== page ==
A major thunderstorm accompanied with torrential downpours and intense wind gusts swept parts of Pakistan on June 1 and 2, 2016, leaving a widespread trail of destruction. At least 36 people were killed, and more than 100 injured. According to media reports, the Pakistan Meteorological Department (PMD) failed to issue an adequate severe weather warning prior to the event and is now required to submit a written explanation on the matter.
The weather system, a mixture of dust and thunderstorms, began affecting Punjab, the Islamabad Capital Territory, and Khyber Pakhtunkhwa on the evening of June 1 (local time), according to the Prime Minister's Office. 11 people died and numerous injured in weather-related incidents on the occasion. On June 2, the storm swept the twin cities of Rawalpindi and Islamabad, and portions of Khyber-Pakhtunkhwa.
Wind gusts over 150 km/h (93.2 mph) have been observed across the affected areas.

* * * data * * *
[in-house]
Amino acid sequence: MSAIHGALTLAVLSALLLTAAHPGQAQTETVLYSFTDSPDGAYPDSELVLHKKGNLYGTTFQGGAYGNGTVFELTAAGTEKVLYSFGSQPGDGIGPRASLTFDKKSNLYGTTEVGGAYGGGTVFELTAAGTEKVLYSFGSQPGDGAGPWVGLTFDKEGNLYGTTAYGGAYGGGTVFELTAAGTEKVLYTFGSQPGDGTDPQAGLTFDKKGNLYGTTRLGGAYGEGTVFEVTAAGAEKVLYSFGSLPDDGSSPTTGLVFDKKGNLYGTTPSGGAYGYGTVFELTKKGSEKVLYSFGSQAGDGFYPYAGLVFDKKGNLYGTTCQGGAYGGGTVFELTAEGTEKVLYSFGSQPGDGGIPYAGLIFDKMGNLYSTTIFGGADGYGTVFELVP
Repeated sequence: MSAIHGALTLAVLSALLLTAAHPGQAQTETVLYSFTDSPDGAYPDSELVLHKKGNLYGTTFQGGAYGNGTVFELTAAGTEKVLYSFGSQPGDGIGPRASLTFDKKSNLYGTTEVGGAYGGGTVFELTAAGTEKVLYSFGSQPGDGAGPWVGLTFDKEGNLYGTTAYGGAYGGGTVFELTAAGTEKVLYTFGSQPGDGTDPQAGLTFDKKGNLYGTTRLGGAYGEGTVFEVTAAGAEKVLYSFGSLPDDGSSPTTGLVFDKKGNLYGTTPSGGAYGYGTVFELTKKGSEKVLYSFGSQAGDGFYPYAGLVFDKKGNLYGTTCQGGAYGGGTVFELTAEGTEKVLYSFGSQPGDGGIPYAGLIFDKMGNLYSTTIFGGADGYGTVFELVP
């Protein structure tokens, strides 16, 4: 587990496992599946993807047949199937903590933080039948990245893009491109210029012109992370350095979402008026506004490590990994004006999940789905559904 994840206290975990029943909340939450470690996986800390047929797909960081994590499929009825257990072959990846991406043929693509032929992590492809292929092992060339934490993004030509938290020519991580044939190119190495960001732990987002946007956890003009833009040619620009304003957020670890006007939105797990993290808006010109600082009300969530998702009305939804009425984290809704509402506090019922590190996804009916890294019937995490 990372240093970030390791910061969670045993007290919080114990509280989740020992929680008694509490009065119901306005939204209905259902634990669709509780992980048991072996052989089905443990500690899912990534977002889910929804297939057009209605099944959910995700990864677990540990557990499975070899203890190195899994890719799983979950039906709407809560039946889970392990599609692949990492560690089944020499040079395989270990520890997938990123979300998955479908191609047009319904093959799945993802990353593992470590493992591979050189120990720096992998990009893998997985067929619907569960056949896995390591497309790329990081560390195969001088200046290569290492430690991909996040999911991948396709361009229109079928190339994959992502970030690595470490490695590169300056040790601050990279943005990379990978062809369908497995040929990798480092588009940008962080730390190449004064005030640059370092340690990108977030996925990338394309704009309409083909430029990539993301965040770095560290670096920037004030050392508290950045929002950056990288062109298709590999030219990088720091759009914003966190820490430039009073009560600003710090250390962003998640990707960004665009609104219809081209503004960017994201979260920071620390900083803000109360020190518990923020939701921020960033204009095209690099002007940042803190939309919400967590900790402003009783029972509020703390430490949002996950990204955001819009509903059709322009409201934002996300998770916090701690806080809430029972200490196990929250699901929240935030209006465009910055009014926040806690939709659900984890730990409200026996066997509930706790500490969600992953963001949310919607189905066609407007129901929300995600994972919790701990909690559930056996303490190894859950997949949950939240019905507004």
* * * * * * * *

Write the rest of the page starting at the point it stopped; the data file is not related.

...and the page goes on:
Video credit: Channel 24
Video credit: Ali Haider Malik
Inflicted damage is severe, and includes uprooted trees, downed power poles, and devastated homes. In total, 12 people died in Islamabad, 16 in Rawalpindi, and 8 in other areas. Traffic was severely disrupted and numerous flights at the Benazir Bhutto International Airport were canceled or delayed.
The Prime Minister's Office issued a notice to Pakistan Meteorological Department (PMD), looking for an official, written explanation as to why no severe weather warning has been issued.
“Dust / thunderstorm which hit parts of Khyber Pakhtunkhwa, Punjab, and the Islamabad Capital Territory late in the evening on 1st June 2016 had started gathering in the sky around mid-afternoon. This was clearly visible even to the naked eye in Islamabad at around 4:00 P.M. And yet the Meteorological Department of Pakistan, despite modern equipment and technology available to it, failed to either forecast, or to issue and adequate warning, regarding the impending storm, which resulted in the loss of so many precious lives, injuries and damage to property and installations.”
Featured image credit: Ali Haider Malik
Producing content you read on this website takes a lot of time, effort, and hard work. If you value what we do here, please consider becoming a supporter.